Mardi Gras Madness
It’s Mardis Gras season again and this year Fat Tuesday falls on February 28. So we’re going to talk a bit about making a true Cajun roux (pronounced roo) and then use it to make an amazingly rich, brown authentic Shrimp Etouffee.
When I was growing up, my Mom taught me to make what she called a cream sauce, which was made with 3 tablespoons butter, 3 (heaping) tablespoons flour, and 2 cups of milk. (Always 3/3/2) What she was actually teaching us to make was the French version of a roux, called a béchamel sauce. It’s the sauce base for mac ’n cheese, Alfredo sauce and lots of other dishes. A Cajun roux is similar, only it’s equal parts oil and flour cooked low and slow until it takes on a dark caramel color with a slightly nutty scent. It requires a small commitment of time to gently stir for up to an hour to get the perfect brown, caramel color, but for those of you who like to cook, you really should try this. It’s worth every minute you’ll spend and adds a depth of flavor to your Cajun dishes that you can only get with a dark roux. Make a big batch, and freeze half for another meal.
I’ve paired my shrimp etouffee with a cool crabmeat salad made with fresh lump crabmeat, mayo, onion, celery, tabasco and some paprika for color. Serve this on top of a perfect green leaf of butter lettuce and you’ve got a light and pretty side dish to accompany to your Cajun meal.
As they say in the Big Easy, let the good times roll!
½ cup vegetable oil
½ cup all-purpose flour
1½ cups diced onion
½ cup diced green bell pepper
½ cup diced celery
2 large garlic cloves, minced
1 8-ounce jar clam juice
1 14 ounce can diced tomatoes, undrained
1½ teaspoons Tony Chachere Creole Seasoning
1 teaspoon Worcestershire sauce
½ teaspoon black pepper
½ teaspoon cayenne pepper
½ teaspoon salt
¼ teaspoon dried thyme
¼ teaspoon Tabasco sauce
2 pounds raw shrimp, peeled and deveined, tails on or off (I use frozen, pre-peeled, tails on)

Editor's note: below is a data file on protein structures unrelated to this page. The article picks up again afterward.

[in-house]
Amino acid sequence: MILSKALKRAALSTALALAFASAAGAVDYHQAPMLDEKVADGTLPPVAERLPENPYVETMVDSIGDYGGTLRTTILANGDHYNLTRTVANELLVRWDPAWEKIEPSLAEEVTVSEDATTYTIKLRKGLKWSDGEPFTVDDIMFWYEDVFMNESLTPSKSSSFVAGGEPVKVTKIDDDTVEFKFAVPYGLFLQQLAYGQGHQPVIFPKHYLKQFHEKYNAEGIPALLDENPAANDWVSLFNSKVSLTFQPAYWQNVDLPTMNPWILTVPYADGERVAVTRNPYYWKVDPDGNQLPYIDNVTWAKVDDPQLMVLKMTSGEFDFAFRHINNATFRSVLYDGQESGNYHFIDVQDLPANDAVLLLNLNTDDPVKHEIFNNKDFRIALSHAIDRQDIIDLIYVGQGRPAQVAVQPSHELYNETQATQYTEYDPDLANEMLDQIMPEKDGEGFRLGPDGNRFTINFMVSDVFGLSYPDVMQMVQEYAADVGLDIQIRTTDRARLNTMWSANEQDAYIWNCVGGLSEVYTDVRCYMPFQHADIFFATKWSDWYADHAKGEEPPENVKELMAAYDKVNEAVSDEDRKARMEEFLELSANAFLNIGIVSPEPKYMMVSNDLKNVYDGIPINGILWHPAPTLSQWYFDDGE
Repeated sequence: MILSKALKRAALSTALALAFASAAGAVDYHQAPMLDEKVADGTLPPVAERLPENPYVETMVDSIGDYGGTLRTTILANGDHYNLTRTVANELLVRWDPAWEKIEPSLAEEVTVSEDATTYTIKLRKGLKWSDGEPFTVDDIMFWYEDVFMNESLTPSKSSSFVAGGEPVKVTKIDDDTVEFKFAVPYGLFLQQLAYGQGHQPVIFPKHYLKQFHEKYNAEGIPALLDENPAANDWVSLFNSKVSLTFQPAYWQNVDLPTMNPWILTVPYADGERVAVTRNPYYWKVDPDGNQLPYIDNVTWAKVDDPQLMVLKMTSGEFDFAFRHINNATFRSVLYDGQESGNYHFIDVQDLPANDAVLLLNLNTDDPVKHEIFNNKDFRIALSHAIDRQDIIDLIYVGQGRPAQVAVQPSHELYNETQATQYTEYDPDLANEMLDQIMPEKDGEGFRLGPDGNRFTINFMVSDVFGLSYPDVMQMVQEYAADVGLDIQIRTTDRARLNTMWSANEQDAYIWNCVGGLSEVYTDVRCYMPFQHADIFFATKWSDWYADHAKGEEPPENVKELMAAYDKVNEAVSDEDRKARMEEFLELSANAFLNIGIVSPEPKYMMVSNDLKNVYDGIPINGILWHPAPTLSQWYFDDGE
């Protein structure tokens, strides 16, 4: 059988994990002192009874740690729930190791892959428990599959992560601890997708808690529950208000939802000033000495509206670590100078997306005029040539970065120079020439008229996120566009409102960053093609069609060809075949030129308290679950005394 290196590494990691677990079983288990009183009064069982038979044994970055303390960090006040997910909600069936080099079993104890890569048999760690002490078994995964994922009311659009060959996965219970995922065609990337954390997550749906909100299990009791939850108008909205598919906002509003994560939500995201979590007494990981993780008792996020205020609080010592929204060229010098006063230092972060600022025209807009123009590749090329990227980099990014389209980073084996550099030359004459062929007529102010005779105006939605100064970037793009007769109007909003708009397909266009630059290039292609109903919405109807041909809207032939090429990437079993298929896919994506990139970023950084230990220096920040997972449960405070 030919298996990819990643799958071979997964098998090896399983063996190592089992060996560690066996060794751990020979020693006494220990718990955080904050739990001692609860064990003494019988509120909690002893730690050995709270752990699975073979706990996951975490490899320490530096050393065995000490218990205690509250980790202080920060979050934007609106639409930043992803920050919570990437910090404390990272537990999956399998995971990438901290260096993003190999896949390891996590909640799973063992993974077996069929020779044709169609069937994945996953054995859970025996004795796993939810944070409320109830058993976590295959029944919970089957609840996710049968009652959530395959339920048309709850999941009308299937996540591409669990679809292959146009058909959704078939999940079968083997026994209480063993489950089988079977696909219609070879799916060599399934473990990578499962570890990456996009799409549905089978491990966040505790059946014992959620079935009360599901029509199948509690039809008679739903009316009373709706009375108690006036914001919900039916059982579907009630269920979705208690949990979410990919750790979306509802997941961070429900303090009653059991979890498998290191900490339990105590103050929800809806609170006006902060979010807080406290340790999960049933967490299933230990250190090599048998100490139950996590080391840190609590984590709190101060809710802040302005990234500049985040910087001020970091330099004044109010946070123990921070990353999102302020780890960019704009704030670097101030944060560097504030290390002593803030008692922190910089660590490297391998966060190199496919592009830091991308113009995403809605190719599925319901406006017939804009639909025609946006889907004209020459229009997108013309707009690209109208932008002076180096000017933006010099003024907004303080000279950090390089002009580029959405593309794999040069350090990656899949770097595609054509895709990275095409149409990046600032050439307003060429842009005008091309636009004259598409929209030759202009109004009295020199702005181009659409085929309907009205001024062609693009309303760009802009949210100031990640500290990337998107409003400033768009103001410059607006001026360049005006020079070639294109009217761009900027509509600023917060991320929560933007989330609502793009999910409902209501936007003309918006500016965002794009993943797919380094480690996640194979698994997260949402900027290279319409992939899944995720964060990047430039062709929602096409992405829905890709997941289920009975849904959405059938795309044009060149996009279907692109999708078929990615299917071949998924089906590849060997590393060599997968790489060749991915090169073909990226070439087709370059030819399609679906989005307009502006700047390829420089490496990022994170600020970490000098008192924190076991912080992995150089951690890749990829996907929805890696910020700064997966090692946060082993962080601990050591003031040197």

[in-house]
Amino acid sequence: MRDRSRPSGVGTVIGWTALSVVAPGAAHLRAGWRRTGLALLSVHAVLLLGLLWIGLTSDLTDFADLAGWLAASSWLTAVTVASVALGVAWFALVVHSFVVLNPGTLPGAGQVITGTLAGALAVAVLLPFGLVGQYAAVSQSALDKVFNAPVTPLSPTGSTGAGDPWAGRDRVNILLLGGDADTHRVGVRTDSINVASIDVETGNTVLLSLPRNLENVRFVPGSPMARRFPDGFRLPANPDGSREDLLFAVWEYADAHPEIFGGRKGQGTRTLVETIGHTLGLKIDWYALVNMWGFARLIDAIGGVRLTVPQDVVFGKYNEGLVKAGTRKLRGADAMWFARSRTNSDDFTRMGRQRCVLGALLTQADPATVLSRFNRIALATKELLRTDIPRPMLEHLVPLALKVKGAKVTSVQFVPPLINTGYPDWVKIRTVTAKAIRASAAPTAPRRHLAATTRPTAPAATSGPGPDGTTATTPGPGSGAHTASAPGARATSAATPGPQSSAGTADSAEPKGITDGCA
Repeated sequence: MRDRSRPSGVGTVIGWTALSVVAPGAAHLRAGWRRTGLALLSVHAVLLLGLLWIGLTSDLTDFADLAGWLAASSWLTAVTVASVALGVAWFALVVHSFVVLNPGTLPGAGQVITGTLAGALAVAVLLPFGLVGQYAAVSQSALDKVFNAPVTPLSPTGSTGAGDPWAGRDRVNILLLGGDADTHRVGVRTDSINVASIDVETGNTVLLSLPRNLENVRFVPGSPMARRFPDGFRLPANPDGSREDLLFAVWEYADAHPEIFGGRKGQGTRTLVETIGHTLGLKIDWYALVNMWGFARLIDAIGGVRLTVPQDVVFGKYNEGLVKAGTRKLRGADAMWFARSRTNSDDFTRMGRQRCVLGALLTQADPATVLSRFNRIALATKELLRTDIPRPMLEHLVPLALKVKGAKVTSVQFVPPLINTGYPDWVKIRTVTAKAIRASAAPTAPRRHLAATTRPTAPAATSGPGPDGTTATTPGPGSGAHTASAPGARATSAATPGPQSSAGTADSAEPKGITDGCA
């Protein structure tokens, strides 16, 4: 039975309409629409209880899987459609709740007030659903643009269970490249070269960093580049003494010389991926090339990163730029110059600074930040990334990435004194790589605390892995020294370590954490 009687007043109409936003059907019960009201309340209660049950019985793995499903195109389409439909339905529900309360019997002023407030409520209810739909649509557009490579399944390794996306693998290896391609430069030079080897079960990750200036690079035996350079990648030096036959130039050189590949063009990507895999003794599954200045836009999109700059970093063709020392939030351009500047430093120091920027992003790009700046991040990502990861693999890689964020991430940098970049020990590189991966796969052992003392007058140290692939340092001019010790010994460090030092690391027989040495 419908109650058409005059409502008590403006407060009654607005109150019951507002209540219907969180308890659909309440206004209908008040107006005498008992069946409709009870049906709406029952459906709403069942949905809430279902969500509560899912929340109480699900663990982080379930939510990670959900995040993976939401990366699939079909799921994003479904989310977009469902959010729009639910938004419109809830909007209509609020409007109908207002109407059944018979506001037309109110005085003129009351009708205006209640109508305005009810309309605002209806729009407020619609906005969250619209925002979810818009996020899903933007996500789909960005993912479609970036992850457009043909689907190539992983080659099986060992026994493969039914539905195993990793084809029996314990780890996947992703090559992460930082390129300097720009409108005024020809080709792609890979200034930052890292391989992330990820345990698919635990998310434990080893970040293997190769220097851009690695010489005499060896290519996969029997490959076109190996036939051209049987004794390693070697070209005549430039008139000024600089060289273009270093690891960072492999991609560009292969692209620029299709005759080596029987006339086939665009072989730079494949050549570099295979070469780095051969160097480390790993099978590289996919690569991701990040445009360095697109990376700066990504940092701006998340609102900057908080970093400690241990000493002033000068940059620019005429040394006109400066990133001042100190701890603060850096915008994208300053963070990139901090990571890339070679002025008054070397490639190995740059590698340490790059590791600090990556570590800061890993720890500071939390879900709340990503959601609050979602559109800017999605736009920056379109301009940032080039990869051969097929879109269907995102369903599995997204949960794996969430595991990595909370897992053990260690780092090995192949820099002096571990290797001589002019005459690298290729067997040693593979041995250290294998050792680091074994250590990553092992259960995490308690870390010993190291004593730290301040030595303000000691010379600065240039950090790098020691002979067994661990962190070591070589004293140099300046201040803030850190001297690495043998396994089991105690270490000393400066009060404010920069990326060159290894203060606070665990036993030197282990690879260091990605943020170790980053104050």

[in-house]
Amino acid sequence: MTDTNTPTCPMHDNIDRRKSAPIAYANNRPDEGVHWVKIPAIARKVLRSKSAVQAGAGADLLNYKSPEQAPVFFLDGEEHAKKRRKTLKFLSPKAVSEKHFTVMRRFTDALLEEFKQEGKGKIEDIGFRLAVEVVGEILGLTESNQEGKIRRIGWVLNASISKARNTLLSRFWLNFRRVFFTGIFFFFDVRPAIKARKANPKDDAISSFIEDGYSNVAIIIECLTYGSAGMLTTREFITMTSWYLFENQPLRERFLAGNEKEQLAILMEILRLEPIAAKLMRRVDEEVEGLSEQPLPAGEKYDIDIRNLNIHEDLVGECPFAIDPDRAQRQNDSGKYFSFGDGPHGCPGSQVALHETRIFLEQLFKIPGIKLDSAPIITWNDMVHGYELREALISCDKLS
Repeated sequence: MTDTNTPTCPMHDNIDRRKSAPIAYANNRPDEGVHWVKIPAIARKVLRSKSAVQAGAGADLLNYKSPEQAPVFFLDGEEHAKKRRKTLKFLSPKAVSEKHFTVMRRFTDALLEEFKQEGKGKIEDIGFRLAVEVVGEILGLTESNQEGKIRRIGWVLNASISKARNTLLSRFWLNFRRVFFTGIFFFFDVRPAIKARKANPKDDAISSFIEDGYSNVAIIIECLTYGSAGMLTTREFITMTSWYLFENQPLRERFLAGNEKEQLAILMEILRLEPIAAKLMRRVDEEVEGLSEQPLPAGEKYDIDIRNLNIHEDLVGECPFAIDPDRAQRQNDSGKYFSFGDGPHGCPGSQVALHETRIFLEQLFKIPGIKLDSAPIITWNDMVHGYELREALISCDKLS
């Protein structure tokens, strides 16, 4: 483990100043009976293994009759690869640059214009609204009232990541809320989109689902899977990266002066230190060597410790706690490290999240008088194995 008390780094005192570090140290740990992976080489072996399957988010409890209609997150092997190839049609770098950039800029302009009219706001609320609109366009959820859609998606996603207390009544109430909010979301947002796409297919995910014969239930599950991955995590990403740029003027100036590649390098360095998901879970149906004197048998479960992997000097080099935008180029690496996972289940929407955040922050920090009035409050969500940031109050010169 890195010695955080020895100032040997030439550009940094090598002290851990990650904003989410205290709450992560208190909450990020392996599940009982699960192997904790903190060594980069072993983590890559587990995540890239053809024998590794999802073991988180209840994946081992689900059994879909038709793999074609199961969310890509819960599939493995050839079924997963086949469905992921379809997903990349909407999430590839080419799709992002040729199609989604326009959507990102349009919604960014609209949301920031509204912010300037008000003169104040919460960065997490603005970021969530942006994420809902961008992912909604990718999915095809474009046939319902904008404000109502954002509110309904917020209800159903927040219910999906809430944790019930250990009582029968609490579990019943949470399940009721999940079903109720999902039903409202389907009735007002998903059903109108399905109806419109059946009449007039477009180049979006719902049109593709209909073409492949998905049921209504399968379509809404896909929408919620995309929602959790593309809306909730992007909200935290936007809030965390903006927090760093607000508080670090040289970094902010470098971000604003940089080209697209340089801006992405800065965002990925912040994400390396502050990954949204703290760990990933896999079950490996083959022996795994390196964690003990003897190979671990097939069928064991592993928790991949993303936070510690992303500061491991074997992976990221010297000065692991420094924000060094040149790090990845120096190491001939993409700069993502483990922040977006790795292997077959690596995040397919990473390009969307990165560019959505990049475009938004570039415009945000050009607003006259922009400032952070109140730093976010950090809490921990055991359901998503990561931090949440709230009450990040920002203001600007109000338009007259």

green onions, sliced for garnish
cooked white rice for serving
To make the roux: in a cast iron skillet or heavy saucepan, whisk together the oil and flour on low heat. Whisk continuously for 30-45 minutes on low heat until roux takes on a brown caramel color. It will begin white in color, and then brown very slowly as you stir. Low and slow is the key. You don’t want to burn your roux.
When the roux has reached a rich brown caramel color, add the onion, green pepper, celery and garlic. Cook on low for about 10-15 minutes until vegetables become tender. Add clam juice, tomatoes, creole seasoning, Worcestershire, black and cayenne pepper, salt, thyme and tabasco and simmer for 15 minutes. Add shrimp and cook for 3-5 minutes until fully cooked. Serve over cooked white rice and top with green onion for garnish.
16 ounces jumbo lump crab meat, don’t drain (imitation can be used if you prefer)
2 Tbsp. mayonnaise
2 Tbsp. very finely diced onion
2 Tbsp. very finely diced celery
2 – 3 drops Tabasco sauce (optional)
Salt and pepper to taste
4 large pieces of butter lettuce (to use as a cup)
Paprika, as garnish
Combine first 6 ingredients in a bowl and refrigerate for an hour, or overnight if possible, to meld flavors together. Place ½ cup crabmeat salad atop the butter lettuce. Garnish with celery leaves (or parsley) and paprika. Serves 2.
1 cup granulated sugar
1 cup light brown sugar
4 Tbsp. butter
½ cup heavy whipping cream
Pinch of sea salt
1 ½ cups pecan pieces
Place both sugars, butter, cream and salt in non-stick pot and bring to a boil, stirring regularly about 4 minutes. Add pecans and boil for about another minute. Remove from heat and let cool in the pot until mixture just begins to thicken as it cools slightly. Spoon onto parchment paper and cool completely. Makes about a dozen pralines.